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Grammarly’s CEO Says Bad Writing Costs Businesses $400 Billion. Here’s How to Fix It

When you think about how you spend your day, a lot of it probably involves writing. You write emails, and text messages, and proposals, and memos. You spend time writing in ways you don’t even think about, like composing social media posts. You also spend a lot of time reading all of those same things written by your co-workers, friends, and customers.

You already know how important good communication is, but you probably also know that sometimes words are hard. Sometimes getting the meaning right the first time is hard. Punctuation and grammar? Also hard. Not only that, but bad writing has a very real cost

I talked to Grammarly’s CEO, Brad Hoover, about just how hard it really is, and about the company’s mission to fix it. You’re probably already familiar with Grammarly–the AI-powered writing assistant.

With its 30 million users, the company knows something about writing. It’s the go-to service for fixing grammar, punctuation, and awkward sentences for professionals, college students, and people who write for a living–which is pretty much everyone, even if you don’t think of yourself as a writer, by the way. 

Grammarly says its mission is to “improve lives by improving communication.” At first, it would be easy to dismiss that as just something companies say to make the boring thing they do sound important. Except, when you think about the real-world implications of bad writing, it’s worth considering that better communication leads to a lot of things that make our lives better. 

Hoover points to an estimate from writer and analyst Josh Bernoff, who looked at the amount of time lost as a result of poor writing and communication. That showed that companies lose an estimated $400 billion in lost productivity due to bad writing. 

That seems like an impossible number until you consider the amount of time you spend going back and forth trying to figure out what someone means. Maybe it’s trying to understand a customer support email, or refining a sales proposal, or decoding an email from your boss.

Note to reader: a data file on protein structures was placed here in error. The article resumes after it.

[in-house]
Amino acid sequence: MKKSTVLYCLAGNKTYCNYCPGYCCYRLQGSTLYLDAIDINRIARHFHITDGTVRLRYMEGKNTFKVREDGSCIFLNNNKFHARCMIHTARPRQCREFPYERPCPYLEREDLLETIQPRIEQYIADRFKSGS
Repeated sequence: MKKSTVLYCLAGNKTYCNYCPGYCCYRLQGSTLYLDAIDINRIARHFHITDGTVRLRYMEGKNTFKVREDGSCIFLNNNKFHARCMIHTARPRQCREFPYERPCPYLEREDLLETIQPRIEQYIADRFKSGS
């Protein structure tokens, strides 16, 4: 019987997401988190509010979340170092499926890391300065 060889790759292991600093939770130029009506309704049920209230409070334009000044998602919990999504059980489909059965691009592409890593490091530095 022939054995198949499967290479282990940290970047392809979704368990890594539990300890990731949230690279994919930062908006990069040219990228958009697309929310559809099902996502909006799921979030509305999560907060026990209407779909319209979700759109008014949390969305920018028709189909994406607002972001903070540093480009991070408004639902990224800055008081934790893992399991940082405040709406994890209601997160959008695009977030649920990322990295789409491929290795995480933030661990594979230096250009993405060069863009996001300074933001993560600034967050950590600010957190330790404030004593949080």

Bad writing doesn’t just make it harder to communicate, it can make you look bad. That has an even bigger cost when you consider that common writing mistakes can cause people to form an opinion about you and your business. 

“The problem that we exist to solve is the fact that communication is super difficult and even harder as it’s digitized,” Hoover told me. “At the same time, it’s getting even more important. Having a toolset that can help guide people to their communications goals is critical.”

Currently, people use Grammarly across a half million different apps and services, but in most cases, that means they’re using the browser extension. The benefit to that is that you can use it on websites like Twitter or Slack or Google Docs. Almost everywhere you write online, Grammarly can help you write better.

Of course, not everywhere you write is online, and even then, there are sites that don’t quite work with Grammarly’s extension. That’s why the company announced today that developers will be able to integrate directly with Grammarly to provide a more seamless experience. 

That means developers can take advantage of Grammarly’s software development kit (SDK) to tie in directly with the service. According to the company:

Grammarly’s Text Editor SDK enables developers to offer the most comprehensive set of AI-powered English writing suggestions currently available. Feedback and suggestions are delivered across four categories of writing: correctness (grammar and writing mechanics), clarity (conciseness and readability), engagement (vocabulary and variety), and delivery (tone, formality, and confidence). Suggestions are presented in-line and in real time so that users can quickly and easily accept suggestions as they write.

That probably sounds a lot like the experience of using Grammarly now, except that it can be built right into the products and services developers are making. I’ve used Grammarly for years as a paying customer. The only frustration I’ve had is that there are apps that are essential to my workflow that don’t have Grammarly built-in. 

In those cases, I often find myself writing elsewhere and copying and paste, just so I can be sure I’m not making a bunch of grammatical mistakes that keep me from getting my point across. I’m not less likely to make those mistakes just because Grammarly is built-in, but with the company’s goal of being “available everywhere people communicate,” it will save me time–which, to Hoover’s point about the cost of bad writing–is largely the point. 

The opinions expressed here by Inc.com columnists are their own, not those of Inc.com.

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